Elbow Pain

Elbow pain can have a number of different causes — and naturally, there are a number of different solutions, too. Understanding the causes and treatments of elbow pain can help you decide how to approach your pain.

Common Causes of Elbow Pain

There are many possible causes of elbow pain including one time injuries, wear and tear over time, and arthritis.

Strains and Sprains

Sprains and strains typically occur when you’re involved in physical activity like sports or heavy physical work. A sprained elbow can happen when you fall on an elbow while playing sports or when your elbow receives a hard knock in an accident. 

Either way, the ligament in your elbow gets pulled or even torn, resulting in pain which can be significant. If it’s a tendon or muscle rather than a ligament, that’s a strain rather than a sprain.


A fractured elbow is caused when a bone or bones break at the elbow. You know it’s a fracture from popping sounds, extreme pain, visible deformity, and possibly an inability to move your arm.

Even if you can still move your arm, it is possible you have a fracture. An X-ray will let you know for sure.


When one of the bones that forms the elbow gets knocked out of place and the upper arm and forearm get separated from their normal positions, it’s called a dislocation.

Simple elbow dislocation doesn’t usually require surgery. Complex elbow dislocation means there is a fracture in either the upper arm or the forearm. In some cases, surgery is necessary to fix the broken bone.


Joints that perform frequent repetitive motion can develop bursitis. This is a painful disease and commonly seen in elbows. It is a result of bursae (which act as a sort of cushion to the bones) becoming inflamed. By maintaining joint health, bursitis can sometimes be avoided.

Some of the symptoms of bursitis include feeling achy or stiff, pain when pressure is applied to the joint, and red or swollen joints.

Tennis or Golfer’s Elbow

Both of these are common injuries to the tendons that attach to your forearm muscles to the bone at your elbow.

These injuries are usually the result of repetitive strain on the tendons. You don’t have to be a tennis player or golfer to get tennis or golfer’s elbow — although they are especially common among tennis and golfers. Golfer’s elbow usually occurs on the inside of the arm, whereas generally tennis elbow  hurts on the outside of the arm.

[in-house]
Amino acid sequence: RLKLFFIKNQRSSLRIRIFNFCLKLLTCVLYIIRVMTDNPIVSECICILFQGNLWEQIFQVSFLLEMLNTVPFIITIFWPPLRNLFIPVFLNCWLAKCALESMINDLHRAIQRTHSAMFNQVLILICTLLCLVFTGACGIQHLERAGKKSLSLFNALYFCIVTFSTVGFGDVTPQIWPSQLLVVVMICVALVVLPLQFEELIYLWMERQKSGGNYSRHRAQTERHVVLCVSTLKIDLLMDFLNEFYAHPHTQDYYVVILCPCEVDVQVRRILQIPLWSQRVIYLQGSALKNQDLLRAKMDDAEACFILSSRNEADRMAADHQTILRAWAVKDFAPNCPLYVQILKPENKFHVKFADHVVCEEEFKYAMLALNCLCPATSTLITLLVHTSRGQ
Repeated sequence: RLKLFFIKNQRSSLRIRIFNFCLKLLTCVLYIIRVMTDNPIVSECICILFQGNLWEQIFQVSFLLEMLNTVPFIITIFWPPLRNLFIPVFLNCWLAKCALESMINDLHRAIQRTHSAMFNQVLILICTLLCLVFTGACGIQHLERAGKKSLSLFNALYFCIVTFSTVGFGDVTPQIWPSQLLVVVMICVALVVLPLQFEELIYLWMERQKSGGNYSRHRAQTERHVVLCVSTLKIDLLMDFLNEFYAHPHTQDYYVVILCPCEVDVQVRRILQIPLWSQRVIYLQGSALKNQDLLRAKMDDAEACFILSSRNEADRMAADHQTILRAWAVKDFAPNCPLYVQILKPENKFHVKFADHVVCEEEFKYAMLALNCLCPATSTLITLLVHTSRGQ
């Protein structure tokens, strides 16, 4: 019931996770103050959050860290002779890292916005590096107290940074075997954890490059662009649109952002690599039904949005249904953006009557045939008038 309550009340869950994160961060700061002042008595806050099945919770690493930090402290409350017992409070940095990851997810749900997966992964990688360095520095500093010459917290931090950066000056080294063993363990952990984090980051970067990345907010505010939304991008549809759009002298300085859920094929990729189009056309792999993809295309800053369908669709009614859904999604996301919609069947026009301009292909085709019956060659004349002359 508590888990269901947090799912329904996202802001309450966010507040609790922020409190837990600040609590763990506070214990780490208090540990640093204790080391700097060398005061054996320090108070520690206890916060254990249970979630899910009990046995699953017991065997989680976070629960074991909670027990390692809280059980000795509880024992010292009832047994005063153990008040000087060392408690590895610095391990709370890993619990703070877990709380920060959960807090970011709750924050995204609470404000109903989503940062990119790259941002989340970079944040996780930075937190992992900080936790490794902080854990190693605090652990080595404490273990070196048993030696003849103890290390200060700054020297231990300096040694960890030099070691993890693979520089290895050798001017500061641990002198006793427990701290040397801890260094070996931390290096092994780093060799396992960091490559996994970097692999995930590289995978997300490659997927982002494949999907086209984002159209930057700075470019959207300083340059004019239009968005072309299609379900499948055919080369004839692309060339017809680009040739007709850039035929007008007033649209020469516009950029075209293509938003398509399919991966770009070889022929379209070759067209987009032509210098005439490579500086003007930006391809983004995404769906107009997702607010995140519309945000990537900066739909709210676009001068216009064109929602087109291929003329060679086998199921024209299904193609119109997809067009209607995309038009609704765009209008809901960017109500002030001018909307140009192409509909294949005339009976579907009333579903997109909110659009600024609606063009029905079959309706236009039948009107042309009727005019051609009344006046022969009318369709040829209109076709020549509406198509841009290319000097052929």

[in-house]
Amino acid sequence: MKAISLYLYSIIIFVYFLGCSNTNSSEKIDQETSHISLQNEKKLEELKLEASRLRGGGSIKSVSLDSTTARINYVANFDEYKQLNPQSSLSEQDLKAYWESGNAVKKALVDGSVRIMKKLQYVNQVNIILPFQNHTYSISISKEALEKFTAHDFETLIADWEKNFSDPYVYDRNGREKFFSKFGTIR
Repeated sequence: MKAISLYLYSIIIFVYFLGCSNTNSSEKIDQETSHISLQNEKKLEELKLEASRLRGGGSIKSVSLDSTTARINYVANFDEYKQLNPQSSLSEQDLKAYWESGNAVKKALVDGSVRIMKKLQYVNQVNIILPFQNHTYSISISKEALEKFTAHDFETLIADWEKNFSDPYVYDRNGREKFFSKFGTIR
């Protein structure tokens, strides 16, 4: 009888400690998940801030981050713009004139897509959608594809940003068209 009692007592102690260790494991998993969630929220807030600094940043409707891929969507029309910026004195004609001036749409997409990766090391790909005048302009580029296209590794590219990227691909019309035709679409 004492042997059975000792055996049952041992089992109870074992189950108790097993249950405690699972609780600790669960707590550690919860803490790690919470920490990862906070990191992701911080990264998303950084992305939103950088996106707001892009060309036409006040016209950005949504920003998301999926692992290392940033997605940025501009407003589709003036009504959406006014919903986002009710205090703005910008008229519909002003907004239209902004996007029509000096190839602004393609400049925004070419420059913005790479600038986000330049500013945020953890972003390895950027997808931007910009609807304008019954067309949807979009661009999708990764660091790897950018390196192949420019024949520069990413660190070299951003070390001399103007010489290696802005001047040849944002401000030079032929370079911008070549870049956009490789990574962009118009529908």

Pain that runs from your elbow, a tender elbow, a weakness in your forearm or grip, and/or pain from twisting are all symptoms.

Stress Fractures

A small crack in the bone from overuse can result in elbow pain. Stress fractures are relatively uncommon, and are sometimes associated with certain athletes — for example, baseball pitchers. Generally, it will continue to hurt more when you continue the action that resulted in the first initial cause of the stress fracture.

Cubital Tunnel Syndrome

Cubital Tunnel Syndrome involves pressure or stretching of the ulnar nerve. It can result in elbow pain, pain in the forearm, and/or weakness in the hand. The most common cause of this nerve problem is some form of pressure on the arm.


Arthritis is less likely to affect the elbow than other joints. Even so, there are still many cases of arthritis resulting in elbow pain.

Generally the form of arthritis is either osteoarthritis, rheumatoid arthritis, or post-traumatic arthritis.
Osteoarthritis can be a significant source of pain in older adults. This usually affects individuals with past joint injury, those who have a genetic predisposition, or people with an abnormal joint shape and alignment.

Arthritis can be diagnosed in many ways including imaging tests like X-rays and MRI’s. Blood tests and joint fluid analysis can also be used to diagnose specific types of arthritis.

Standard Treatment Options

With so many different possible causes, it’s no surprise that there are many possible treatments for elbow pain. The majority of disorders causing elbow pain do not require surgery unless symptoms do not improve over time.

Some common treatments:

  • Ice
  • Bracing
  • Elbow padding
  • Wrist immobilization
  • Antibiotics
  • Physical therapy
  • Applied heat

Treatment for elbow pain is generally simple, but can only be properly diagnosed by a doctor. Because of the many causes of discomfort, it is really a case-by-base treatment, and while home remedies may temporarily fix the pain, the pain may return until the cause and treatment are determined.

Are you in Northwest Arkansas?  To schedule an appointment with our non-surgical sports medicine doctor, click through the link or call 479-751-3308.